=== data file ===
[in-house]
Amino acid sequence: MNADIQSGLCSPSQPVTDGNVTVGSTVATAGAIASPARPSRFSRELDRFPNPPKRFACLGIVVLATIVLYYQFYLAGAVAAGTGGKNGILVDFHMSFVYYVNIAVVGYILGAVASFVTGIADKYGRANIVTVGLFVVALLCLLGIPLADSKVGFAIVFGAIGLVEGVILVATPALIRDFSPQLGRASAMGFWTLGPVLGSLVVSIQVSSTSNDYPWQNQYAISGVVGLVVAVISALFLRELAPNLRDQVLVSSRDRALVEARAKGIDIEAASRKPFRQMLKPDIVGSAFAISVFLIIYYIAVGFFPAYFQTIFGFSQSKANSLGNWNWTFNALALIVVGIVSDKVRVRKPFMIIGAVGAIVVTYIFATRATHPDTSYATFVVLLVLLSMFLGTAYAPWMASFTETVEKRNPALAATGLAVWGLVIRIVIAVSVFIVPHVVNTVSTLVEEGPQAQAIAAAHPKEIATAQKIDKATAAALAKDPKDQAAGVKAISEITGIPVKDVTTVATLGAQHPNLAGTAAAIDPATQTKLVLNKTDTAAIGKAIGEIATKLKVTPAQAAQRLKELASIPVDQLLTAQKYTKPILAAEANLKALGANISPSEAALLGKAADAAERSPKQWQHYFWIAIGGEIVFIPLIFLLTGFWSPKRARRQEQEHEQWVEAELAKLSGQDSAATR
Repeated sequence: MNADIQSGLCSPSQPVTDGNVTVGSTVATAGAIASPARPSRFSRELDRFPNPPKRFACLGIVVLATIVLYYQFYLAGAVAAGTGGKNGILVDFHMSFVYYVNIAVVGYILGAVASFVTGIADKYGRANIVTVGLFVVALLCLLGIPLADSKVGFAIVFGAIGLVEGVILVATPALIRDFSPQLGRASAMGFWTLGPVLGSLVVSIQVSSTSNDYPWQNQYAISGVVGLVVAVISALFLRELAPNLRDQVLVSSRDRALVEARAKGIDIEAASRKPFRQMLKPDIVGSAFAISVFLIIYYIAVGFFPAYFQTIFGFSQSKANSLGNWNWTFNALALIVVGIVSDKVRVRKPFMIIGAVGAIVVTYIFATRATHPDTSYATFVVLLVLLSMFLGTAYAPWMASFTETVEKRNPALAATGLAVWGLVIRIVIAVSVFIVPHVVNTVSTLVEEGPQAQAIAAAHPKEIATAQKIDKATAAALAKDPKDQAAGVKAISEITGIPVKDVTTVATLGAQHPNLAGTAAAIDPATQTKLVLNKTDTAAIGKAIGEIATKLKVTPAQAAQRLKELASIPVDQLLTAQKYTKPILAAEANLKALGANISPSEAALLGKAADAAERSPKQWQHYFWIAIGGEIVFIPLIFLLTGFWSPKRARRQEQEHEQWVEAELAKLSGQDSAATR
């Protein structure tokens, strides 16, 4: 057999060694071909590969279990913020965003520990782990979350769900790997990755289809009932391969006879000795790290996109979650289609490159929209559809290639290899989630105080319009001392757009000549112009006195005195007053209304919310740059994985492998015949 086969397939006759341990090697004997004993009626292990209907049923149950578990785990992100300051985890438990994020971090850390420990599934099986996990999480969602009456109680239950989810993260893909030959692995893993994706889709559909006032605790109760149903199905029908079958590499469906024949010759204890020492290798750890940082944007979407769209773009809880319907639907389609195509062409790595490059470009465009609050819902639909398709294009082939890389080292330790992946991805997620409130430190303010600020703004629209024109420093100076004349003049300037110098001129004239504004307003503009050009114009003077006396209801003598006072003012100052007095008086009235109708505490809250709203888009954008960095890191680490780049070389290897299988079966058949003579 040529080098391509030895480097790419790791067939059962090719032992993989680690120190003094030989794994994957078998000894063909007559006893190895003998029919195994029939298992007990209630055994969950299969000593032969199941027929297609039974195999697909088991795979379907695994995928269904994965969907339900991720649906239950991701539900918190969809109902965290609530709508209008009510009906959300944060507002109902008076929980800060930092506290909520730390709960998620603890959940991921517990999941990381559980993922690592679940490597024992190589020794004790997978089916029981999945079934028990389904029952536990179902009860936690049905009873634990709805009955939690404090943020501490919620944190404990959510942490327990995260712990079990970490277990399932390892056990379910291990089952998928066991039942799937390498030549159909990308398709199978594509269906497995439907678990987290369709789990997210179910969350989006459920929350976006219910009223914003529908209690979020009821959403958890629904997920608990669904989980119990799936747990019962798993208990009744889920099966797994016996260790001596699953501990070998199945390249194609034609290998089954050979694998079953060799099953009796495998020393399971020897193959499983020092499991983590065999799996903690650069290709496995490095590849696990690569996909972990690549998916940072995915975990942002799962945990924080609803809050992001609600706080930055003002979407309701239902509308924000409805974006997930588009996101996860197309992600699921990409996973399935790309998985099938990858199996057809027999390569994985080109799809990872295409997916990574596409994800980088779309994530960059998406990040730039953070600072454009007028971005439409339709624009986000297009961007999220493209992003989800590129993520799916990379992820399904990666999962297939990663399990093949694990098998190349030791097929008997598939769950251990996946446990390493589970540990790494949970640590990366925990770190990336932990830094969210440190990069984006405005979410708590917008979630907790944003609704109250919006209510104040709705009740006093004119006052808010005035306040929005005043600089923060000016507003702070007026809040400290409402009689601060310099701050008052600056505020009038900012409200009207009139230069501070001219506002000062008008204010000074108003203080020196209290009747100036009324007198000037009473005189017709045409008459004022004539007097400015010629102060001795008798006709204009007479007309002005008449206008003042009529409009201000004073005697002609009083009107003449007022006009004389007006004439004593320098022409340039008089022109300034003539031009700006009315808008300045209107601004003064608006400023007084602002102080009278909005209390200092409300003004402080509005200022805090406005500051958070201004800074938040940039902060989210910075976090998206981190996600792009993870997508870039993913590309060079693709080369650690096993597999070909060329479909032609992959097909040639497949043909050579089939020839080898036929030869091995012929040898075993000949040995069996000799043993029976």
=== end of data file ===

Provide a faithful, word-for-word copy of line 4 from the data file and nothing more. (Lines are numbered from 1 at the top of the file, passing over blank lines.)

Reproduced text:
């Protein structure tokens, strides 16, 4: 057999060694071909590969279990913020965003520990782990979350769900790997990755289809009932391969006879000795790290996109979650289609490159929209559809290639290899989630105080319009001392757009000549112009006195005195007053209304919310740059994985492998015949 086969397939006759341990090697004997004993009626292990209907049923149950578990785990992100300051985890438990994020971090850390420990599934099986996990999480969602009456109680239950989810993260893909030959692995893993994706889709559909006032605790109760149903199905029908079958590499469906024949010759204890020492290798750890940082944007979407769209773009809880319907639907389609195509062409790595490059470009465009609050819902639909398709294009082939890389080292330790992946991805997620409130430190303010600020703004629209024109420093100076004349003049300037110098001129004239504004307003503009050009114009003077006396209801003598006072003012100052007095008086009235109708505490809250709203888009954008960095890191680490780049070389290897299988079966058949003579 040529080098391509030895480097790419790791067939059962090719032992993989680690120190003094030989794994994957078998000894063909007559006893190895003998029919195994029939298992007990209630055994969950299969000593032969199941027929297609039974195999697909088991795979379907695994995928269904994965969907339900991720649906239950991701539900918190969809109902965290609530709508209008009510009906959300944060507002109902008076929980800060930092506290909520730390709960998620603890959940991921517990999941990381559980993922690592679940490597024992190589020794004790997978089916029981999945079934028990389904029952536990179902009860936690049905009873634990709805009955939690404090943020501490919620944190404990959510942490327990995260712990079990970490277990399932390892056990379910291990089952998928066991039942799937390498030549159909990308398709199978594509269906497995439907678990987290369709789990997210179910969350989006459920929350976006219910009223914003529908209690979020009821959403958890629904997920608990669904989980119990799936747990019962798993208990009744889920099966797994016996260790001596699953501990070998199945390249194609034609290998089954050979694998079953060799099953009796495998020393399971020897193959499983020092499991983590065999799996903690650069290709496995490095590849696990690569996909972990690549998916940072995915975990942002799962945990924080609803809050992001609600706080930055003002979407309701239902509308924000409805974006997930588009996101996860197309992600699921990409996973399935790309998985099938990858199996057809027999390569994985080109799809990872295409997916990574596409994800980088779309994530960059998406990040730039953070600072454009007028971005439409339709624009986000297009961007999220493209992003989800590129993520799916990379992820399904990666999962297939990663399990093949694990098998190349030791097929008997598939769950251990996946446990390493589970540990790494949970640590990366925990770190990336932990830094969210440190990069984006405005979410708590917008979630907790944003609704109250919006209510104040709705009740006093004119006052808010005035306040929005005043600089923060000016507003702070007026809040400290409402009689601060310099701050008052600056505020009038900012409200009207009139230069501070001219506002000062008008204010000074108003203080020196209290009747100036009324007198000037009473005189017709045409008459004022004539007097400015010629102060001795008798006709204009007479007309002005008449206008003042009529409009201000004073005697002609009083009107003449007022006009004389007006004439004593320098022409340039008089022109300034003539031009700006009315808008300045209107601004003064608006400023007084602002102080009278909005209390200092409300003004402080509005200022805090406005500051958070201004800074938040940039902060989210910075976090998206981190996600792009993870997508870039993913590309060079693709080369650690096993597999070909060329479909032609992959097909040639497949043909050579089939020839080898036929030869091995012929040898075993000949040995069996000799043993029976």